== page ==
Pien Rotterdam, “Sea of Things”

View of front and spine of Sea of Things

The book partially unfolded

The book almost fully unfolded, showing both text fragments and image fragments

The book fully unfolded, with the central text and full image visible but with text fragments folded to the back

Detail of the unfolded book showing part of the central text and the pulp-printed image


Pien Rotterdam (Assen, The Netherlands)

Sea of Things
handmade paper, pulp printing, letterpress
Edition 14
4 quadrants with 12 text/image pages altogether, 4 inner text pages
20 x 30 x 1.3 cm open
10.5 x 11 x 1.3 cm closed

Sea of Things reflects on the urge to collect and select small objects such as stones but also scraps of text and images. The book was made in the ancient tradition of commonplacing, which allowed Renaissance readers to choose appealing passages from their reading and collate them into new patterns of meaning in personal books. Sea of Things contains fragments of text (in this case not collected from outside sources but all written by the artist) about the nature of fragments, pattern, and rhythm, the relation between them, and how to read them. Thus it is itself a commonplace book. As one of the fragments explains, the title refers to the term Silva Rerum, Forest of Things, which Renaissance readers used to refer to their commonplace books. This book is a Mare Rerum, a Sea of Things, because of the liquid nature of the inner integration it makes visible:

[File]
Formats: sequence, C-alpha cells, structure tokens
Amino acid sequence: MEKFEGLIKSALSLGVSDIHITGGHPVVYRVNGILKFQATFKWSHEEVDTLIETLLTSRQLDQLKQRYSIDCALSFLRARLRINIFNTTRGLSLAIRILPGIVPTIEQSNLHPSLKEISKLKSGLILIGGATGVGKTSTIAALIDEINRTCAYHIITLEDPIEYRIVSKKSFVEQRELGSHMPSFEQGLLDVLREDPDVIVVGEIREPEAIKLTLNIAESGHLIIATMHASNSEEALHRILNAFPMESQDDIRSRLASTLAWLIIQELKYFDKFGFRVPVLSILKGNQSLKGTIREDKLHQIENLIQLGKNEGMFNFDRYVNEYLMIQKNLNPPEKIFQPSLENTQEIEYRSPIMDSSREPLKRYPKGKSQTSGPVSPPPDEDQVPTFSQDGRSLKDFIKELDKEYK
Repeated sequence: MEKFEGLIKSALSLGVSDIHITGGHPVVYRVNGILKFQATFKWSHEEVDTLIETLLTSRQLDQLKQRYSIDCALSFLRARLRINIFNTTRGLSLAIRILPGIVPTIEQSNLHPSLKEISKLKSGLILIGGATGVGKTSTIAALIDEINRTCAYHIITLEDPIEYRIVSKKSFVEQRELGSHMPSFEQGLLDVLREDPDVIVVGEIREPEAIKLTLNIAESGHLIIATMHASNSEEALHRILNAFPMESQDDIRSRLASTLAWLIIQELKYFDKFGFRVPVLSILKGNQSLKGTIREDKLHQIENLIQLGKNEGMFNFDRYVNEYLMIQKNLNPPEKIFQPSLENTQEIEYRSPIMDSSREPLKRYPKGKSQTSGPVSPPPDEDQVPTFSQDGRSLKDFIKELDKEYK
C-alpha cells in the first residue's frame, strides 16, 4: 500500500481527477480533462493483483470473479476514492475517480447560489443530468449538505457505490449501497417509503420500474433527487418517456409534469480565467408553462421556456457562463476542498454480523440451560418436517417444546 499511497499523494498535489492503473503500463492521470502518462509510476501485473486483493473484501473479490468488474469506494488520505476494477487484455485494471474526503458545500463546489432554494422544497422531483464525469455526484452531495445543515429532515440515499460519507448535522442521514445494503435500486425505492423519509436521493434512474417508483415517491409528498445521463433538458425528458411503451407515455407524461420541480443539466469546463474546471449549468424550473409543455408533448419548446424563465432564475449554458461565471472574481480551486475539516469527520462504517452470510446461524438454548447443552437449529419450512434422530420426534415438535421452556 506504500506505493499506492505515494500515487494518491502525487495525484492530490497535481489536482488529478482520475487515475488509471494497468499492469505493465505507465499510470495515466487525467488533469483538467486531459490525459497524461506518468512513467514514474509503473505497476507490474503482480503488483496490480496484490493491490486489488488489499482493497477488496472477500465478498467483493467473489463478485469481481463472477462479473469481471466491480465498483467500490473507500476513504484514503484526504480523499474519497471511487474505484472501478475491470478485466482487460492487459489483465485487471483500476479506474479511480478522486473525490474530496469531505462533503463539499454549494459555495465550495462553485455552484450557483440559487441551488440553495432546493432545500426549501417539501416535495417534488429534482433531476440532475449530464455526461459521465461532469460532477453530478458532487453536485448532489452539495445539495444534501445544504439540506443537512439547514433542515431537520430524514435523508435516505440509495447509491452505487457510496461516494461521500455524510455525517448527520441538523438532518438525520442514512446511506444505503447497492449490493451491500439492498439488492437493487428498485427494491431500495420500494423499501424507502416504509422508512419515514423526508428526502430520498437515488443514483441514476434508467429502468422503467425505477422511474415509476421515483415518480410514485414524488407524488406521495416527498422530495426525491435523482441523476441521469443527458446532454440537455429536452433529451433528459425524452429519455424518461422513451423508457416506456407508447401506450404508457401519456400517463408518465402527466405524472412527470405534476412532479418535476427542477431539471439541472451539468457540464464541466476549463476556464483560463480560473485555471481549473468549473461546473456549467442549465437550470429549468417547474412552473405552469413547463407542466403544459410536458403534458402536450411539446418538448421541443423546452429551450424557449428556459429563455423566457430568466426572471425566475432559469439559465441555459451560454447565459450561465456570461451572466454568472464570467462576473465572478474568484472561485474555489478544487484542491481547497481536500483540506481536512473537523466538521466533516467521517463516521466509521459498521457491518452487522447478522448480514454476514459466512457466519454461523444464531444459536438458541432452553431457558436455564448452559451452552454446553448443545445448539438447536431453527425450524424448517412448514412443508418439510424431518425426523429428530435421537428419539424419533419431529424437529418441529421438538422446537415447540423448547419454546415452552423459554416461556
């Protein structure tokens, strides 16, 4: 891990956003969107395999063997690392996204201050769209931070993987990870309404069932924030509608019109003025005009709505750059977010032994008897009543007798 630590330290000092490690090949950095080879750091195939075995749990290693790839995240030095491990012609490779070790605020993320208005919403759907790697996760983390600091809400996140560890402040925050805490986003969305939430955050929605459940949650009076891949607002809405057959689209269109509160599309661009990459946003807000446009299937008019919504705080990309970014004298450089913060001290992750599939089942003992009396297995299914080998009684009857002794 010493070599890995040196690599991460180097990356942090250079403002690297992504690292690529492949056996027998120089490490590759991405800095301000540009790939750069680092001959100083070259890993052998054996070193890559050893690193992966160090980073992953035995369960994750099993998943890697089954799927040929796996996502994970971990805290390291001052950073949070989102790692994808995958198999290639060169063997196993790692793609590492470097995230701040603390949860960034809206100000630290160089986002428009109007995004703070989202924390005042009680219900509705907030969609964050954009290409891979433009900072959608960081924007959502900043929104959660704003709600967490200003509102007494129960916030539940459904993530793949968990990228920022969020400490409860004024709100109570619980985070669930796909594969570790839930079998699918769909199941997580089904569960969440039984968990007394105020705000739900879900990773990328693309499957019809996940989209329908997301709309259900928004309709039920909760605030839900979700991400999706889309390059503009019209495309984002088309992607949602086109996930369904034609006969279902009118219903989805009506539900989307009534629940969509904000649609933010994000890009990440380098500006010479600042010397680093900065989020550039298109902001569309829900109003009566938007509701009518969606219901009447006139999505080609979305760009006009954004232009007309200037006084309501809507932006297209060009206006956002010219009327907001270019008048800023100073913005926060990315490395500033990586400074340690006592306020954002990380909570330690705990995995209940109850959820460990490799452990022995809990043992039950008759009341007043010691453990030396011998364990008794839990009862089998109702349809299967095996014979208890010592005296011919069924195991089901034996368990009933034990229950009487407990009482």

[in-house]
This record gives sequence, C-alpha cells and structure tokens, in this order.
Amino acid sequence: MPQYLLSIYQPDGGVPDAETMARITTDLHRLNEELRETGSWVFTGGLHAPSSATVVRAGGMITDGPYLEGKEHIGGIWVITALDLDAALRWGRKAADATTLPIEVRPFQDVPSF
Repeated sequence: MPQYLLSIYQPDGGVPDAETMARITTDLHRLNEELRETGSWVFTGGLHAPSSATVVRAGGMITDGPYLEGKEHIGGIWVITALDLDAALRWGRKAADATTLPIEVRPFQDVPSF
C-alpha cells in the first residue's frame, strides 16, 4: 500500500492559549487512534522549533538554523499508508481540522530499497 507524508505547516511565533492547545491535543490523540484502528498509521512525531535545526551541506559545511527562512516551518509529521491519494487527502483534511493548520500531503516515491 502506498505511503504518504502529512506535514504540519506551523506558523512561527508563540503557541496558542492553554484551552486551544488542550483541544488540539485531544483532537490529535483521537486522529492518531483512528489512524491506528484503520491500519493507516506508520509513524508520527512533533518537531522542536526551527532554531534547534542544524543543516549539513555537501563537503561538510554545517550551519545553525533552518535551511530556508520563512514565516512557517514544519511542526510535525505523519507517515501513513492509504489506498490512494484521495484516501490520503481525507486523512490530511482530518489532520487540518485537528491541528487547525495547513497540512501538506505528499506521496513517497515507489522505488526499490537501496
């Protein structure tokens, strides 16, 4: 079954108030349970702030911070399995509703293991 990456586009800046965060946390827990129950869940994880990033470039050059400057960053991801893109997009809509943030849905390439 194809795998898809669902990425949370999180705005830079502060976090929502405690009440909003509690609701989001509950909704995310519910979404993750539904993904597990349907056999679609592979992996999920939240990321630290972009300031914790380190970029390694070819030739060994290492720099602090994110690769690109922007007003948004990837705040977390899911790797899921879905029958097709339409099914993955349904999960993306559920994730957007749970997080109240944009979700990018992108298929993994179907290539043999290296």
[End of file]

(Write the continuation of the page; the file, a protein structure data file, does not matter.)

“I choose texts and take them in, letting them wash inside and slowly sink below consciousness. Sentences fall apart, dissolving out of recognition, merging with what is already down there into some loose dark sediment of meaning.”

The book format chosen is an interpretation of Keith Smith’s border book, which allows readers to experience the building of pattern out of fragments as they unfold the four quadrants that make up the book. On the reverse side of the text, the reader sees, fragment by fragment, a detailed image of white corals in a turquoise sea appear as the text fragments disappear to the back of the book. In the end the reader is left with the coral/sea image as a border around the central text, which reflects on the experience of reading pattern and rhythm in the world and being part of them. Of course the text and image fragments can also be read and viewed in random order while opening and closing the four quadrants of the book. Handling the book and interacting with it is thus an essential part both of the reading process and of understanding its content.

The handmade paper used is a double-sided mixture of kozo and cotton, and the delicate white image has been printed into the freshly made paper with very fine paper pulp in a hybrid silkscreen/papermaking technique called pulp printing. The flyleaves and pastedowns are handmade abaca paper with inclusions echoing the colour of the binding. The text and cell-like patterns have been handset in lead type (Atlas) and ornaments and printed letterpress. The binding is an interpretation of a historical twined binding. All materials used, as well as the small size of the book when closed, underline the tactile and intimate nature of the reading process. All text written by the artist.
“Now let these words, slippery as fish, slide back into the Sea of Things, to be caught again some other time, to make up some pattern afresh.”